a woman’s role, they ask for help too late.
Deteriorati n g Mental Heal t h Pr o ces se s among Men
Most men in this sample have become ill due to work related
factors, although a couple of men refer to additional problems
due to sudden death in the family. However, it seems to be a
strenuous work, high stress levels, low control and little support
from the leadership or colleagues that lead to an ill health.
Feelings of disempowerment and alienation from important
decisions and discussions related to organizational and struc-
tural changes at work, seem to be the most important issue
raised here. It looks as if the leadership does not have strategies
to handle difficult organizational and structural changes at work,
it may leave the employees frustrated and incapable to act and
control their own job situation. It is well know that organiza-
tional changes at the workplace along with hierarchical leader-
ship and disempowerment of employees may lead to sickness
absence. A positive self-evaluation, and a positive evaluation
by others are strong motives for most people, and many people
go to great pains to protect, or enhance their self-worth (Sem-
mer et al., 2007). Moreover, threats to self-esteem, can play a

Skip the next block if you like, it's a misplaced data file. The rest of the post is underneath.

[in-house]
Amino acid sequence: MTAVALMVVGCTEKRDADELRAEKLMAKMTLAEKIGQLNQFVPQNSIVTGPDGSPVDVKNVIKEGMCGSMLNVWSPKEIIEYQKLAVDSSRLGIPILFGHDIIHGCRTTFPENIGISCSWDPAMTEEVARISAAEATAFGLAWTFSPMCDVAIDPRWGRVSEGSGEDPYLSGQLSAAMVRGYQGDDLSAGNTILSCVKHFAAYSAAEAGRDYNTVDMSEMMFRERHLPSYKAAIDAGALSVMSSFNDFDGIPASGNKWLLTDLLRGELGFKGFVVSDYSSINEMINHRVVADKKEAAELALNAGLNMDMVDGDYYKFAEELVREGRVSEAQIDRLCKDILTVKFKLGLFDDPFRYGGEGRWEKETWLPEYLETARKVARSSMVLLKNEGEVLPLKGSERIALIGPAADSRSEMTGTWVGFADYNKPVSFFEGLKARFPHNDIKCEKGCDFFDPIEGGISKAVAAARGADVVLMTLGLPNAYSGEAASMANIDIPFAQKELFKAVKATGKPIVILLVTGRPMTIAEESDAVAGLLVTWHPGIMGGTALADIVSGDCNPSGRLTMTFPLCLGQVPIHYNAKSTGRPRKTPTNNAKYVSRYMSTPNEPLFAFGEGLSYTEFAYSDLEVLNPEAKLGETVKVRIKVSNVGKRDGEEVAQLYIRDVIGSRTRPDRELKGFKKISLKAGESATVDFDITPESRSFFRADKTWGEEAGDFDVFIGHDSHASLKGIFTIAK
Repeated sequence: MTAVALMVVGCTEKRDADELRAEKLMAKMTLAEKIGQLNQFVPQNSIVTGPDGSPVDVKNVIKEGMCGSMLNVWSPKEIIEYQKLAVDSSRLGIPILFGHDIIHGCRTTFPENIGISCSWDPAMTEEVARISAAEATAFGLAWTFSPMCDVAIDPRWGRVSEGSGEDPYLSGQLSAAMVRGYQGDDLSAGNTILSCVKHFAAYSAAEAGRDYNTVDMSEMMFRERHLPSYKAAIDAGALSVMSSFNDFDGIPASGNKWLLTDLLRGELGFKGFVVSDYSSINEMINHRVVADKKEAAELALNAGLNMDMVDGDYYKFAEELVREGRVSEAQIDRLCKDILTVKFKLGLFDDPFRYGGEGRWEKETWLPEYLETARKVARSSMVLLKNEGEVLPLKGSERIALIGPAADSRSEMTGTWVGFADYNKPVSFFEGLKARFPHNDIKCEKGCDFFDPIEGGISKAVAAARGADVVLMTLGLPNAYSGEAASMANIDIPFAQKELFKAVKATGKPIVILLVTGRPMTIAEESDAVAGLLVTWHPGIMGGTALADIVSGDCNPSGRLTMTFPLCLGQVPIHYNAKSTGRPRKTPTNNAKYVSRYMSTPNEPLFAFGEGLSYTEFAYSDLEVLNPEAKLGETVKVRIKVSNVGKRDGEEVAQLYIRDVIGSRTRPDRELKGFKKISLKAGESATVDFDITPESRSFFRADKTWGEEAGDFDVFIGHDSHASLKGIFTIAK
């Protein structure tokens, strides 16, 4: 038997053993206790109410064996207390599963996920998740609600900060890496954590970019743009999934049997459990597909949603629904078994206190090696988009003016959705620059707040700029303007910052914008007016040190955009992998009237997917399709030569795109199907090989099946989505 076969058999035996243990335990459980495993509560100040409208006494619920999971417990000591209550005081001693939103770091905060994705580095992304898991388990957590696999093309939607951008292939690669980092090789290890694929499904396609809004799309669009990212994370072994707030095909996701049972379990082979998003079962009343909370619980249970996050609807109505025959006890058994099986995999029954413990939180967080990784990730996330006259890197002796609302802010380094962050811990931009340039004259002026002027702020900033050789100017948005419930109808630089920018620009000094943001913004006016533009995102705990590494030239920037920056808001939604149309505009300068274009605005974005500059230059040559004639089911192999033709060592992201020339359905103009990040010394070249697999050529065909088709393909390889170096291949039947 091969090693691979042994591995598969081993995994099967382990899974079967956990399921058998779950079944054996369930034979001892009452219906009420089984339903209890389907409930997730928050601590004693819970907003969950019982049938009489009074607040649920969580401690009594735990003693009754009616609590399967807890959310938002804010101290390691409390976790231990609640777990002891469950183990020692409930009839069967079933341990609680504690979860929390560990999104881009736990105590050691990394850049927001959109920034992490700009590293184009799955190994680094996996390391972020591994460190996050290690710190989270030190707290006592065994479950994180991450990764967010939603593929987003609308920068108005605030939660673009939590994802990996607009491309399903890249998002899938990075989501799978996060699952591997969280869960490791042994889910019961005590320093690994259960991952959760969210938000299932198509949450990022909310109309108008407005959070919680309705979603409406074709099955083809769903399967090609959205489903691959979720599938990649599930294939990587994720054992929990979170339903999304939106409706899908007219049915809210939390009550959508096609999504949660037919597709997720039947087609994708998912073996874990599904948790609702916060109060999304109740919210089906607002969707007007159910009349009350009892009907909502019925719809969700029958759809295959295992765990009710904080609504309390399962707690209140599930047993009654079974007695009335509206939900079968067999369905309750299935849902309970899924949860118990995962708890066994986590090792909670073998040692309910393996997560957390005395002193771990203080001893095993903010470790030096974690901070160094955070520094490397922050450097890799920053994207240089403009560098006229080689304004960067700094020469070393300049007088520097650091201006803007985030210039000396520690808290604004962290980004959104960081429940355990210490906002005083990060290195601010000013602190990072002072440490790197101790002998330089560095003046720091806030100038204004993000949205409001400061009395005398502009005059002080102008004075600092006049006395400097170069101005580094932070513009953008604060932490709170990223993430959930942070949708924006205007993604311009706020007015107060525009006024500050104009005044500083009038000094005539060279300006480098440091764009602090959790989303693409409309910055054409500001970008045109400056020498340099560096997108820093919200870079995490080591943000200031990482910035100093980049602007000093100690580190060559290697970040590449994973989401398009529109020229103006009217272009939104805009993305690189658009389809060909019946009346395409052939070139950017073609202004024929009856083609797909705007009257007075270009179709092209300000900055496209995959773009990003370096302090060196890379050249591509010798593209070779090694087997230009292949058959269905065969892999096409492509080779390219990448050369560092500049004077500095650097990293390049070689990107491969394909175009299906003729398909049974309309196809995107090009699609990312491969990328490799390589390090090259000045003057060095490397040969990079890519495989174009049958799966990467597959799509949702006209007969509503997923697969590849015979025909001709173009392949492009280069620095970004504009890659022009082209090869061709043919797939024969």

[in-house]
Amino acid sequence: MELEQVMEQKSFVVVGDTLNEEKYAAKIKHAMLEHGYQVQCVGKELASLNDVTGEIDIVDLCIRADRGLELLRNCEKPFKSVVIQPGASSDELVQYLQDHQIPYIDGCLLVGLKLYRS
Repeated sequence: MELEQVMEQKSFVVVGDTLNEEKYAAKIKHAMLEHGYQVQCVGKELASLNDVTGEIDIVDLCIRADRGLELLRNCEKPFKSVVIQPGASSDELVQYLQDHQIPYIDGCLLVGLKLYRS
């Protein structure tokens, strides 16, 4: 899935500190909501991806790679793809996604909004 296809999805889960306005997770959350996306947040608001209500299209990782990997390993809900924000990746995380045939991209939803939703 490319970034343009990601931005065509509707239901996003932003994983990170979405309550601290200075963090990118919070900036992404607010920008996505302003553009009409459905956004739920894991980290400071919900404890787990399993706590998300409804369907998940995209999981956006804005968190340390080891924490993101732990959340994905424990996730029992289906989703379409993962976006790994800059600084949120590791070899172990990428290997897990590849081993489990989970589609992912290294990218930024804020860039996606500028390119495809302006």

major role for experiencing stress (Lazarus, 1999) in line with
the men in this sample. Social support does play a prominent
role in occupational stress research (Semmer et al., 2007), and
as Kornhauser (1965) described a declining mental health of the
industrial worker, as one that are deprived of purpose and zest.
This notion may leave him with negative feelings about himself;
with anxieties, tensions a sense of looseness, emptiness and
futility. In this material these men seem to have lost a social
meaning in their job experiences, resulting in a lack of onto-
logical security (Giddens, 1991). In line with the Effort-Re-
ward-Imbalance model by Siegrist (2002) which show the im-
portance of rewards one receives for investing effort, this no-
tion seems to be unfolded in a gap between leadership and sen-